Foreword to Nick Cave: The Complete Lyrics

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Will Self’s Foreword to Nick Cave: The Complete Lyrics
Some 20 years ago, I had a long wrangle with the music writer Barney Hoskyns about the relative virtues of rock lyricists. Barney’s view was (and I hope I’m not traducing him in any way) that simplicity was the key. The structure of pop songs – most of which derive from the holy miscegenation of the English ballad form and the eight-bar blues – the importance to them of melody and their fairly short duration: all of these factors meant that facile rhymes, basic narratives and straightforward sentiments made for the best lyrics.

Alasdair Gray – 1982, Janine

Will Self wrote an introduction for the Canongate edition of Alasdair Gray’s book.

An unforgettably challenging book about power and powerlessness, men and women, masters and servants, small countries and big countries, Alasdair Gray’s exploration of the politics of pornography has lost none of its power to shock. Disliked by some and praised by others, 1982 Janine is a searing portrait of male need and inadequacy, as explored via the lonely sexual fantasies of Jock McLeish, failed husband, lover and business man. Yet there is hope here, too, and the humour (if black) and the imaginative and textual energy of the narrative achieves its own kind of redemption in the end.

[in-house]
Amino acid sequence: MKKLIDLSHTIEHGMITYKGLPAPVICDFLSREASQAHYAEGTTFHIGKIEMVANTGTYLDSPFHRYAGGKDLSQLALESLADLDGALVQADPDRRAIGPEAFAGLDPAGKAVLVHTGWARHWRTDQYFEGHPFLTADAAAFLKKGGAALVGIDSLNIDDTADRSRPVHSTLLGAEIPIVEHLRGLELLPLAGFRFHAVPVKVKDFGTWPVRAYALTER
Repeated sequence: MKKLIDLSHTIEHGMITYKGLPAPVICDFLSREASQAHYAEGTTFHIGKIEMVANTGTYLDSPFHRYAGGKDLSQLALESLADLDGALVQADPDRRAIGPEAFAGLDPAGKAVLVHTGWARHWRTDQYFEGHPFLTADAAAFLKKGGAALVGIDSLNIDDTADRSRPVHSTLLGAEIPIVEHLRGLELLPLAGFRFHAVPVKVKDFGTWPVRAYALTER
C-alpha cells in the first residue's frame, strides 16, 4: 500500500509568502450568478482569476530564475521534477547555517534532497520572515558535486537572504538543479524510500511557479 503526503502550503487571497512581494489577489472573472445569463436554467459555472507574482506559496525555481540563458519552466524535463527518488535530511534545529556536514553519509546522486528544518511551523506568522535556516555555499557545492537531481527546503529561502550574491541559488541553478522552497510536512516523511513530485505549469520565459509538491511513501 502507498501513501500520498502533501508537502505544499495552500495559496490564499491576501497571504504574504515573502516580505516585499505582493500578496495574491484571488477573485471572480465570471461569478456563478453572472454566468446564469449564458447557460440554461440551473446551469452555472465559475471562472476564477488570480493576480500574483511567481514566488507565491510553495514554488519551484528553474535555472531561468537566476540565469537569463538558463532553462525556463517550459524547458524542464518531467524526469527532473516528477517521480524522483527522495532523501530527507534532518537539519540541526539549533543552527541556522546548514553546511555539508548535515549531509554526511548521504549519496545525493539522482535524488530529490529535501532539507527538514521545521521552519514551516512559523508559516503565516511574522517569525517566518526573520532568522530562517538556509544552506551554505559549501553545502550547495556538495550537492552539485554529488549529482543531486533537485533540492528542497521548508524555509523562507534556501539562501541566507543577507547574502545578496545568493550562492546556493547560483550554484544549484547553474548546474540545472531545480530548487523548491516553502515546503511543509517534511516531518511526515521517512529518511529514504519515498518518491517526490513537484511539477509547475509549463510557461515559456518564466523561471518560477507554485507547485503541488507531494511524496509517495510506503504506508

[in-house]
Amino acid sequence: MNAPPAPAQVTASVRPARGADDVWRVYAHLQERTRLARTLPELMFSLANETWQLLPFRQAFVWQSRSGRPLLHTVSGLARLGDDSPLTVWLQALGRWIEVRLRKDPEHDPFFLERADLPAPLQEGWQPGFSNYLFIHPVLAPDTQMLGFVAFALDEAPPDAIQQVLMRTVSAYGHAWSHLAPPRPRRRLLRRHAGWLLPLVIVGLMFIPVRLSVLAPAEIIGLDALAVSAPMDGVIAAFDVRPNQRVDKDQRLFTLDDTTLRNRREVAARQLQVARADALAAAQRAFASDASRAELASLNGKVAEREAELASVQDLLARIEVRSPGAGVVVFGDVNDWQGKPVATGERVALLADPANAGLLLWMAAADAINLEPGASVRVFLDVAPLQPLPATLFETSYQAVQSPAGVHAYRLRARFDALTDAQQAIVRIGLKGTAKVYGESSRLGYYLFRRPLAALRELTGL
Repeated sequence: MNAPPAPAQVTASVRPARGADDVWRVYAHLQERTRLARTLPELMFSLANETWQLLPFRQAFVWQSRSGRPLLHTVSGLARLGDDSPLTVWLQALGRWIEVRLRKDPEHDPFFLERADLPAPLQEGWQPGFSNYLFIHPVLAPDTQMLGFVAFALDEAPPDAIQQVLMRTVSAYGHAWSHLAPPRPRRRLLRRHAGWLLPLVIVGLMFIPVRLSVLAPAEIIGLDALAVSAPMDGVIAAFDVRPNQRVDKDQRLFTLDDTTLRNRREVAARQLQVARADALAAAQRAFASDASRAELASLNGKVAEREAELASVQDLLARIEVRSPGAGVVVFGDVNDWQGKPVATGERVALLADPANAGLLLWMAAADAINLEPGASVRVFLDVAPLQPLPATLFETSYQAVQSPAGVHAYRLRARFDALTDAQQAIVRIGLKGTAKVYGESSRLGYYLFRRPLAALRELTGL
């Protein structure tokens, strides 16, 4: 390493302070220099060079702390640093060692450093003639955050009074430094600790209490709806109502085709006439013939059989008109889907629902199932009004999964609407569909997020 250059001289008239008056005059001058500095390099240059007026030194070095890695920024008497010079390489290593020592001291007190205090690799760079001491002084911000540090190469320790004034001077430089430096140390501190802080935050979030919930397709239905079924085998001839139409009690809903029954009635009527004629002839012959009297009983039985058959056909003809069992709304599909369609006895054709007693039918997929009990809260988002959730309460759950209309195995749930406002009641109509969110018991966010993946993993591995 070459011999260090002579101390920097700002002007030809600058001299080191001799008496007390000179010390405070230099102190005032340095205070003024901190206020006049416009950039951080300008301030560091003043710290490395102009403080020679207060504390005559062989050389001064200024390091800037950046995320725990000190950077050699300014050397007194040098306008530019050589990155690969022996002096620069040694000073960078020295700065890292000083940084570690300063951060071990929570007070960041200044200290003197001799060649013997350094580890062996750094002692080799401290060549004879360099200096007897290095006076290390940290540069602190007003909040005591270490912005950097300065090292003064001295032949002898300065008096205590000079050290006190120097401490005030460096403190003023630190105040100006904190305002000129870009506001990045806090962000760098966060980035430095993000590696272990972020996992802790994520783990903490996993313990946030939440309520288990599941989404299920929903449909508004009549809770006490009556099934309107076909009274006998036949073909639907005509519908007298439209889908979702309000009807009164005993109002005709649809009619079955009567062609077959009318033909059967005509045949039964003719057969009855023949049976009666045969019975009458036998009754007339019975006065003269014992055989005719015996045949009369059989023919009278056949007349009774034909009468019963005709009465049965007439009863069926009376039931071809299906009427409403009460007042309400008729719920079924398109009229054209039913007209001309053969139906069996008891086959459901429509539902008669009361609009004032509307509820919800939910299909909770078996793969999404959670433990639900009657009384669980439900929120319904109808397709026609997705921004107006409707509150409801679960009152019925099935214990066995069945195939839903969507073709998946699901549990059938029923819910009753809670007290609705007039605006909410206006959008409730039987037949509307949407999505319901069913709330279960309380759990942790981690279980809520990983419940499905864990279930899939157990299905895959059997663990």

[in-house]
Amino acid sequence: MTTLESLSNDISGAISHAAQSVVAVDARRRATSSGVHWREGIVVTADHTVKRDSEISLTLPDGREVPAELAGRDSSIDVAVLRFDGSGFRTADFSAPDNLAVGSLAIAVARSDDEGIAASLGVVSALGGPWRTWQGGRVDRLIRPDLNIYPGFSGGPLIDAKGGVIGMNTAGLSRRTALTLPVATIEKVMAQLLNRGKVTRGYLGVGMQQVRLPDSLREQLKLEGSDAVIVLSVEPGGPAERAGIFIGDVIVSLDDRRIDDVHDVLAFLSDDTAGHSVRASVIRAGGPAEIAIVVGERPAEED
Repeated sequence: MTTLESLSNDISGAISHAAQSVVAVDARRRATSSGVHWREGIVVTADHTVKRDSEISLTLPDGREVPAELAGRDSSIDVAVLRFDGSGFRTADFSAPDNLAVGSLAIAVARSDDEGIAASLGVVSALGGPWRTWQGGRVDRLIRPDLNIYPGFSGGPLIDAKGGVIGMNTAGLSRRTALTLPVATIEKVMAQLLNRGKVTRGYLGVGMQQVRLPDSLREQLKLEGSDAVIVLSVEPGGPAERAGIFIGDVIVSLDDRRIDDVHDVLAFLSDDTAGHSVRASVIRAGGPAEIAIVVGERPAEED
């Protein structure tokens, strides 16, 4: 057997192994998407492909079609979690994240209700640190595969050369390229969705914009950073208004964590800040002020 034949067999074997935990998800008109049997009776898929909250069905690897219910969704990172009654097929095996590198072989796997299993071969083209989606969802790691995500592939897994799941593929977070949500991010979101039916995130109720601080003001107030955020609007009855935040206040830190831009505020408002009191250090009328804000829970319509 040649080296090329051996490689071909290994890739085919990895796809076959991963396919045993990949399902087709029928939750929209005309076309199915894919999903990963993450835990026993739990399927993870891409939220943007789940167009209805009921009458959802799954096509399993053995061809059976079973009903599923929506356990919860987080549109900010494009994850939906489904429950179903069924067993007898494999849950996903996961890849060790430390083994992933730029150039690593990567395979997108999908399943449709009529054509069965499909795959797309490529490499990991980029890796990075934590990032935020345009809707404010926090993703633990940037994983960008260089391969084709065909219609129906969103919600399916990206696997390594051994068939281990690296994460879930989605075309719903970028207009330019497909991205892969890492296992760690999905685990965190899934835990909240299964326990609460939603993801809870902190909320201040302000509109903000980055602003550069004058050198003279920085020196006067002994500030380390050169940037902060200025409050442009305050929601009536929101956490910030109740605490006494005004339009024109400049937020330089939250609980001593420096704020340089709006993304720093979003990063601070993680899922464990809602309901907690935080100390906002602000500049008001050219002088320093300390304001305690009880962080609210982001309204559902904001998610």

William Burroughs: Junky

Penguin 2002 edition
Introduction by Will Self

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‘Junk is not, like alcohol or a weed, a means to increased enjoyment of life. Junk is not a kick. It is a way of life.’ In this complete and unexpurgated edtion of Burroughs’ famous book, he depicts the addict’s life: his hallucinations, his ghostly noctural wanderings, his strange sexuality and his hunger for the needle. Junky remains one of the most accurate and mesmerising account of addiction ever written.

Alasdair Gray: An Introduction

[This essay appears in the British Library edition of Essays on Alasdair Gray, edited by Phil Moores. Reproduced by kind permission of the British Library. © The British Library 2002]

A letter arrives from Phil Moores whose address is listed as follows: British Library, Customer Services, Document Supply Centre, Boston Spa, Wetherby, West Yorkshire. He encloses a selection of essays about the work of the Scottish novelist, artist, poet and politico-philosophic eminence grise, Alasdair Gray. You are holding this book in your hand so you know what those essays are, but picture to yourself (and let it be a Gray illustration, all firm, flowing pen-and-ink lines, precise adumbration, colour – if at all – in smooth, monochrome blocks), my own investigation of these enclosures.